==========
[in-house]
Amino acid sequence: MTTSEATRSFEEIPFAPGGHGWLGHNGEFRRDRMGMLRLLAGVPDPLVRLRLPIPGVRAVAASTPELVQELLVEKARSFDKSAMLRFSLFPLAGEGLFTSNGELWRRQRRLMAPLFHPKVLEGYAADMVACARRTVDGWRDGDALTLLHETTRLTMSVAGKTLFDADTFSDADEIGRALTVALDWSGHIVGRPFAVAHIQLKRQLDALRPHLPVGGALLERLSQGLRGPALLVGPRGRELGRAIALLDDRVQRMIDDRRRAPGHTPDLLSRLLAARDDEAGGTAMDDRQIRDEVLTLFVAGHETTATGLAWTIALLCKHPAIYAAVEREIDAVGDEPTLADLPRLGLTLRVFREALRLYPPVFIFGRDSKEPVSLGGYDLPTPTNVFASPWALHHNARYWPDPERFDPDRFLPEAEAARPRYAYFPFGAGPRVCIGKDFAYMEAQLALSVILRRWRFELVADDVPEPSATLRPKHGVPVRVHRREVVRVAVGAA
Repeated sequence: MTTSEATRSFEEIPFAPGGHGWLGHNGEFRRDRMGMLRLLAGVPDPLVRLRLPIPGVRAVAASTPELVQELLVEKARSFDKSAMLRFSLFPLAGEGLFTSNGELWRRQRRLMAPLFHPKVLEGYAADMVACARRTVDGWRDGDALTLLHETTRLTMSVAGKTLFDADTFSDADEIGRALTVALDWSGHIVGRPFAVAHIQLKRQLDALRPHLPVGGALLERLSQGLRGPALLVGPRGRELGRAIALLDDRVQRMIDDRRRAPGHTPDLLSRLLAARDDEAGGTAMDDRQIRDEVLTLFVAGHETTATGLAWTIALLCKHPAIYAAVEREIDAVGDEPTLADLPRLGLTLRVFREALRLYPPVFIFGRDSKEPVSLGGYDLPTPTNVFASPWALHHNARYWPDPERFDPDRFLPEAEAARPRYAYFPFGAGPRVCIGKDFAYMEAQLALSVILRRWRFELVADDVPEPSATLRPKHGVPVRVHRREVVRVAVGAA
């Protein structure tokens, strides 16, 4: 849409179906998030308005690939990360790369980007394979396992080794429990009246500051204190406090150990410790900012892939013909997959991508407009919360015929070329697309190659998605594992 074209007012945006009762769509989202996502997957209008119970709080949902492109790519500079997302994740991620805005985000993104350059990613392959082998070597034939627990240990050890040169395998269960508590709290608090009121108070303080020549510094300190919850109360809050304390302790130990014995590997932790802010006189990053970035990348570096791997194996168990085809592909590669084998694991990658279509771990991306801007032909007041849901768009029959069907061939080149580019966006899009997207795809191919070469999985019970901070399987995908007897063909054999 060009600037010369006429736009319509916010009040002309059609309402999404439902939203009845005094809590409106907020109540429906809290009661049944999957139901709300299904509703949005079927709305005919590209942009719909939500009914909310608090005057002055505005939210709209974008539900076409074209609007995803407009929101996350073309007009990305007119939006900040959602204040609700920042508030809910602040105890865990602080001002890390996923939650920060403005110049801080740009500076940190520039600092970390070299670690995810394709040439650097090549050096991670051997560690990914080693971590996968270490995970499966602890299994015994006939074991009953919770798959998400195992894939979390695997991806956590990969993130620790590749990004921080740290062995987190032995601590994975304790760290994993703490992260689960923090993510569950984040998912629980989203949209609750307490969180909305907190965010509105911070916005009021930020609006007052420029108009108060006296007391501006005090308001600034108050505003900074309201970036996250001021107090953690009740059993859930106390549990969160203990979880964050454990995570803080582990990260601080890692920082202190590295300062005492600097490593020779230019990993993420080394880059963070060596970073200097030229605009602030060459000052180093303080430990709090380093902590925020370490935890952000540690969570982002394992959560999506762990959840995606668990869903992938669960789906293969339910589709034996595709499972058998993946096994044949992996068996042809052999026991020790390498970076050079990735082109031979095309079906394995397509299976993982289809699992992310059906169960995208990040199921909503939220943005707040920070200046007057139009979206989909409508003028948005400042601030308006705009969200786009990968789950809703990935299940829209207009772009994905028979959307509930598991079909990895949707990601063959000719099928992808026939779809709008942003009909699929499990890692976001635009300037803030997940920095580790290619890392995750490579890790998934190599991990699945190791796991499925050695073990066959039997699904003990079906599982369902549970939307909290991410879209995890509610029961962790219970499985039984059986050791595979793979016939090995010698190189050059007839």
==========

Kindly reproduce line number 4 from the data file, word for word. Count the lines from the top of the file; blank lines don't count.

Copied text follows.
């Protein structure tokens, strides 16, 4: 849409179906998030308005690939990360790369980007394979396992080794429990009246500051204190406090150990410790900012892939013909997959991508407009919360015929070329697309190659998605594992 074209007012945006009762769509989202996502997957209008119970709080949902492109790519500079997302994740991620805005985000993104350059990613392959082998070597034939627990240990050890040169395998269960508590709290608090009121108070303080020549510094300190919850109360809050304390302790130990014995590997932790802010006189990053970035990348570096791997194996168990085809592909590669084998694991990658279509771990991306801007032909007041849901768009029959069907061939080149580019966006899009997207795809191919070469999985019970901070399987995908007897063909054999 060009600037010369006429736009319509916010009040002309059609309402999404439902939203009845005094809590409106907020109540429906809290009661049944999957139901709300299904509703949005079927709305005919590209942009719909939500009914909310608090005057002055505005939210709209974008539900076409074209609007995803407009929101996350073309007009990305007119939006900040959602204040609700920042508030809910602040105890865990602080001002890390996923939650920060403005110049801080740009500076940190520039600092970390070299670690995810394709040439650097090549050096991670051997560690990914080693971590996968270490995970499966602890299994015994006939074991009953919770798959998400195992894939979390695997991806956590990969993130620790590749990004921080740290062995987190032995601590994975304790760290994993703490992260689960923090993510569950984040998912629980989203949209609750307490969180909305907190965010509105911070916005009021930020609006007052420029108009108060006296007391501006005090308001600034108050505003900074309201970036996250001021107090953690009740059993859930106390549990969160203990979880964050454990995570803080582990990260601080890692920082202190590295300062005492600097490593020779230019990993993420080394880059963070060596970073200097030229605009602030060459000052180093303080430990709090380093902590925020370490935890952000540690969570982002394992959560999506762990959840995606668990869903992938669960789906293969339910589709034996595709499972058998993946096994044949992996068996042809052999026991020790390498970076050079990735082109031979095309079906394995397509299976993982289809699992992310059906169960995208990040199921909503939220943005707040920070200046007057139009979206989909409508003028948005400042601030308006705009969200786009990968789950809703990935299940829209207009772009994905028979959307509930598991079909990895949707990601063959000719099928992808026939779809709008942003009909699929499990890692976001635009300037803030997940920095580790290619890392995750490579890790998934190599991990699945190791796991499925050695073990066959039997699904003990079906599982369902549970939307909290991410879209995890509610029961962790219970499985039984059986050791595979793979016939090995010698190189050059007839």